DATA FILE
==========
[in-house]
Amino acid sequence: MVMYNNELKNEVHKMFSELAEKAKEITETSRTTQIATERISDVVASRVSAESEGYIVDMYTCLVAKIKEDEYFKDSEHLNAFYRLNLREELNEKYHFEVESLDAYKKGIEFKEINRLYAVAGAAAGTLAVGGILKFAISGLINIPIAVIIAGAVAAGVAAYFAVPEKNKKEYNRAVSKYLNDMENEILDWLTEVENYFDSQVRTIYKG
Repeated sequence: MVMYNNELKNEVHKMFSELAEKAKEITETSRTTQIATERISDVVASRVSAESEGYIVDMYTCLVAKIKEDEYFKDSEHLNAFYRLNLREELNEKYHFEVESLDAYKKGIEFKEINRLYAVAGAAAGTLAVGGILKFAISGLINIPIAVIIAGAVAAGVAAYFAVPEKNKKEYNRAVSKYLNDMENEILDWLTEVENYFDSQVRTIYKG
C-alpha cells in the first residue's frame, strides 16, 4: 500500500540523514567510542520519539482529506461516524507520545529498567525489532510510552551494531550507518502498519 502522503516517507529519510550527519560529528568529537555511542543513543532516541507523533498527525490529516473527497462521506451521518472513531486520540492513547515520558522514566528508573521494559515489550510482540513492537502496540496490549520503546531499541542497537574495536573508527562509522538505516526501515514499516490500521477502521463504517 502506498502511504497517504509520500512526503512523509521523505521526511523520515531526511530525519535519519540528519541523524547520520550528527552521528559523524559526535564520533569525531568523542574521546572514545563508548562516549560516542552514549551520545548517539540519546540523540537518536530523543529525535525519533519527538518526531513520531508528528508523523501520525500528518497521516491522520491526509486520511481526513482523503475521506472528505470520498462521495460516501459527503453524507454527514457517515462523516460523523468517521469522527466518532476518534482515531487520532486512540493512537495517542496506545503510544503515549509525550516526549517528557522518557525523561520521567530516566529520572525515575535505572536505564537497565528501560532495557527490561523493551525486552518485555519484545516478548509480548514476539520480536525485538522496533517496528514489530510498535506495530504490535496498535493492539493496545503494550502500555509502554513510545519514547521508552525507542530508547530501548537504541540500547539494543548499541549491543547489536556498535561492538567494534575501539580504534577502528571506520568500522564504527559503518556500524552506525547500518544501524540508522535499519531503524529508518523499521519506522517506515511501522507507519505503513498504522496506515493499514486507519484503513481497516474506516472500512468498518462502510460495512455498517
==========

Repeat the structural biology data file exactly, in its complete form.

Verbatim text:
[in-house]
Amino acid sequence: MVMYNNELKNEVHKMFSELAEKAKEITETSRTTQIATERISDVVASRVSAESEGYIVDMYTCLVAKIKEDEYFKDSEHLNAFYRLNLREELNEKYHFEVESLDAYKKGIEFKEINRLYAVAGAAAGTLAVGGILKFAISGLINIPIAVIIAGAVAAGVAAYFAVPEKNKKEYNRAVSKYLNDMENEILDWLTEVENYFDSQVRTIYKG
Repeated sequence: MVMYNNELKNEVHKMFSELAEKAKEITETSRTTQIATERISDVVASRVSAESEGYIVDMYTCLVAKIKEDEYFKDSEHLNAFYRLNLREELNEKYHFEVESLDAYKKGIEFKEINRLYAVAGAAAGTLAVGGILKFAISGLINIPIAVIIAGAVAAGVAAYFAVPEKNKKEYNRAVSKYLNDMENEILDWLTEVENYFDSQVRTIYKG
C-alpha cells in the first residue's frame, strides 16, 4: 500500500540523514567510542520519539482529506461516524507520545529498567525489532510510552551494531550507518502498519 502522503516517507529519510550527519560529528568529537555511542543513543532516541507523533498527525490529516473527497462521506451521518472513531486520540492513547515520558522514566528508573521494559515489550510482540513492537502496540496490549520503546531499541542497537574495536573508527562509522538505516526501515514499516490500521477502521463504517 502506498502511504497517504509520500512526503512523509521523505521526511523520515531526511530525519535519519540528519541523524547520520550528527552521528559523524559526535564520533569525531568523542574521546572514545563508548562516549560516542552514549551520545548517539540519546540523540537518536530523543529525535525519533519527538518526531513520531508528528508523523501520525500528518497521516491522520491526509486520511481526513482523503475521506472528505470520498462521495460516501459527503453524507454527514457517515462523516460523523468517521469522527466518532476518534482515531487520532486512540493512537495517542496506545503510544503515549509525550516526549517528557522518557525523561520521567530516566529520572525515575535505572536505564537497565528501560532495557527490561523493551525486552518485555519484545516478548509480548514476539520480536525485538522496533517496528514489530510498535506495530504490535496498535493492539493496545503494550502500555509502554513510545519514547521508552525507542530508547530501548537504541540500547539494543548499541549491543547489536556498535561492538567494534575501539580504534577502528571506520568500522564504527559503518556500524552506525547500518544501524540508522535499519531503524529508518523499521519506522517506515511501522507507519505503513498504522496506515493499514486507519484503513481497516474506516472500512468498518462502510460495512455498517